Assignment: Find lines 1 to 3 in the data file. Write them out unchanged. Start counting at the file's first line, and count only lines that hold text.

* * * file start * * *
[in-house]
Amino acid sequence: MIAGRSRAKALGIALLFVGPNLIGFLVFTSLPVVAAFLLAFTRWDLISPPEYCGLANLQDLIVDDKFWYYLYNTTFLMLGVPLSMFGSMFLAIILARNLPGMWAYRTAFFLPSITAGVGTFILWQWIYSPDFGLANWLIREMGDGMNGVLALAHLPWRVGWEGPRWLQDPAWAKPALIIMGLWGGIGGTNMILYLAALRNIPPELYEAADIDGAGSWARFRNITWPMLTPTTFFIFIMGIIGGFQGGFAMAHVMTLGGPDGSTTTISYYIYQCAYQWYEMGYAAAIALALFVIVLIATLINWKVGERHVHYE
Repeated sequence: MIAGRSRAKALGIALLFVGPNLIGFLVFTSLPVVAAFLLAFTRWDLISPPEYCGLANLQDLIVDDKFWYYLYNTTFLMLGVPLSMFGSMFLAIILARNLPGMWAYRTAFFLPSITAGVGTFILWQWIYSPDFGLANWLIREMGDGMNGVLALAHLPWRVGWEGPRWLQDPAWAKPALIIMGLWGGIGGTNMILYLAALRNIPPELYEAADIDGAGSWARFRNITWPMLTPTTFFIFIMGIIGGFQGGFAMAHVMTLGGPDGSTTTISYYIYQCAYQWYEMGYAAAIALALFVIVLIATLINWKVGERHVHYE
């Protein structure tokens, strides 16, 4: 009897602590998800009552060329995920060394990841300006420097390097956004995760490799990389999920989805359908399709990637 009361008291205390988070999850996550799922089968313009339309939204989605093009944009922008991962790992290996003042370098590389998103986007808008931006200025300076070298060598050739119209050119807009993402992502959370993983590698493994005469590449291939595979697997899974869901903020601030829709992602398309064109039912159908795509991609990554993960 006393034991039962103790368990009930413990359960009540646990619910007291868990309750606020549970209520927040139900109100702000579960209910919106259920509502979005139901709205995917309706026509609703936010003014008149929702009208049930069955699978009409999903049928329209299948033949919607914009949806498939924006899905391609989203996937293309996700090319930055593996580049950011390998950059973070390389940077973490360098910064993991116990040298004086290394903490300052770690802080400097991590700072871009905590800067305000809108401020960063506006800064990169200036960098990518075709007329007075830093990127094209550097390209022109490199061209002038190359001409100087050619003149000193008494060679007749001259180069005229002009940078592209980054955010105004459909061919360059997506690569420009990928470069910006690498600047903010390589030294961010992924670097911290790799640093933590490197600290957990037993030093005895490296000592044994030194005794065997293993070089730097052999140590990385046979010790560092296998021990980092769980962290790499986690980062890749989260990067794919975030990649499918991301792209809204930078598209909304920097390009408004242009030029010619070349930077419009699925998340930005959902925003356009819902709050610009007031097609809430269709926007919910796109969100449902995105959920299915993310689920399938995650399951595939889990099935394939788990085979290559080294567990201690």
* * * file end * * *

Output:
[in-house]
Amino acid sequence: MIAGRSRAKALGIALLFVGPNLIGFLVFTSLPVVAAFLLAFTRWDLISPPEYCGLANLQDLIVDDKFWYYLYNTTFLMLGVPLSMFGSMFLAIILARNLPGMWAYRTAFFLPSITAGVGTFILWQWIYSPDFGLANWLIREMGDGMNGVLALAHLPWRVGWEGPRWLQDPAWAKPALIIMGLWGGIGGTNMILYLAALRNIPPELYEAADIDGAGSWARFRNITWPMLTPTTFFIFIMGIIGGFQGGFAMAHVMTLGGPDGSTTTISYYIYQCAYQWYEMGYAAAIALALFVIVLIATLINWKVGERHVHYE
Repeated sequence: MIAGRSRAKALGIALLFVGPNLIGFLVFTSLPVVAAFLLAFTRWDLISPPEYCGLANLQDLIVDDKFWYYLYNTTFLMLGVPLSMFGSMFLAIILARNLPGMWAYRTAFFLPSITAGVGTFILWQWIYSPDFGLANWLIREMGDGMNGVLALAHLPWRVGWEGPRWLQDPAWAKPALIIMGLWGGIGGTNMILYLAALRNIPPELYEAADIDGAGSWARFRNITWPMLTPTTFFIFIMGIIGGFQGGFAMAHVMTLGGPDGSTTTISYYIYQCAYQWYEMGYAAAIALALFVIVLIATLINWKVGERHVHYE